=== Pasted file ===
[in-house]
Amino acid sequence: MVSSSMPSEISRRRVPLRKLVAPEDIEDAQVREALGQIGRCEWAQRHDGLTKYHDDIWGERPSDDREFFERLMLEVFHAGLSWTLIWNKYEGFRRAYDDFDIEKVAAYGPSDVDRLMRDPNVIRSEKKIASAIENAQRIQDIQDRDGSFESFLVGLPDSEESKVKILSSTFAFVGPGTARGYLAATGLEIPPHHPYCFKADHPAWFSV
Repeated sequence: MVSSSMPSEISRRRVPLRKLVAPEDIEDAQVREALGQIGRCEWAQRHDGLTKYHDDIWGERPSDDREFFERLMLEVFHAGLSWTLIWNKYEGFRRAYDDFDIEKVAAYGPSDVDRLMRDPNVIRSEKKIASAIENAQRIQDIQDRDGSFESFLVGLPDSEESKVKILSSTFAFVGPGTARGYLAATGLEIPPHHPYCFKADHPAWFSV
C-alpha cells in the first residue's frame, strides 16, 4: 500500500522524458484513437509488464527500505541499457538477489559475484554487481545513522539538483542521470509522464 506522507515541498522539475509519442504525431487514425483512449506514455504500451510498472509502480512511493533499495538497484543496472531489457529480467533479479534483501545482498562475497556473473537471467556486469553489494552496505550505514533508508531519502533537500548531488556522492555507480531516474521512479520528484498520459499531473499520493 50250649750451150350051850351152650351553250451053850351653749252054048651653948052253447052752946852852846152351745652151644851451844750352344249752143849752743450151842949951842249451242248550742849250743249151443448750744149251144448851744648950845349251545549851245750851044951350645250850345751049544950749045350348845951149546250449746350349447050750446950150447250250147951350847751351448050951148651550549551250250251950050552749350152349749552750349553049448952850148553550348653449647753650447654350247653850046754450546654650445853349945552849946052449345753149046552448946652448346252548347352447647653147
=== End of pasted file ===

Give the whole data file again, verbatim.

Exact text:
[in-house]
Amino acid sequence: MVSSSMPSEISRRRVPLRKLVAPEDIEDAQVREALGQIGRCEWAQRHDGLTKYHDDIWGERPSDDREFFERLMLEVFHAGLSWTLIWNKYEGFRRAYDDFDIEKVAAYGPSDVDRLMRDPNVIRSEKKIASAIENAQRIQDIQDRDGSFESFLVGLPDSEESKVKILSSTFAFVGPGTARGYLAATGLEIPPHHPYCFKADHPAWFSV
Repeated sequence: MVSSSMPSEISRRRVPLRKLVAPEDIEDAQVREALGQIGRCEWAQRHDGLTKYHDDIWGERPSDDREFFERLMLEVFHAGLSWTLIWNKYEGFRRAYDDFDIEKVAAYGPSDVDRLMRDPNVIRSEKKIASAIENAQRIQDIQDRDGSFESFLVGLPDSEESKVKILSSTFAFVGPGTARGYLAATGLEIPPHHPYCFKADHPAWFSV
C-alpha cells in the first residue's frame, strides 16, 4: 500500500522524458484513437509488464527500505541499457538477489559475484554487481545513522539538483542521470509522464 506522507515541498522539475509519442504525431487514425483512449506514455504500451510498472509502480512511493533499495538497484543496472531489457529480467533479479534483501545482498562475497556473473537471467556486469553489494552496505550505514533508508531519502533537500548531488556522492555507480531516474521512479520528484498520459499531473499520493 50250649750451150350051850351152650351553250451053850351653749252054048651653948052253447052752946852852846152351745652151644851451844750352344249752143849752743450151842949951842249451242248550742849250743249151443448750744149251144448851744648950845349251545549851245750851044951350645250850345751049544950749045350348845951149546250449746350349447050750446950150447250250147951350847751351448050951148651550549551250250251950050552749350152349749552750349553049448952850148553550348653449647753650447654350247653850046754450546654650445853349945552849946052449345753149046552448946652448346252548347352447647653147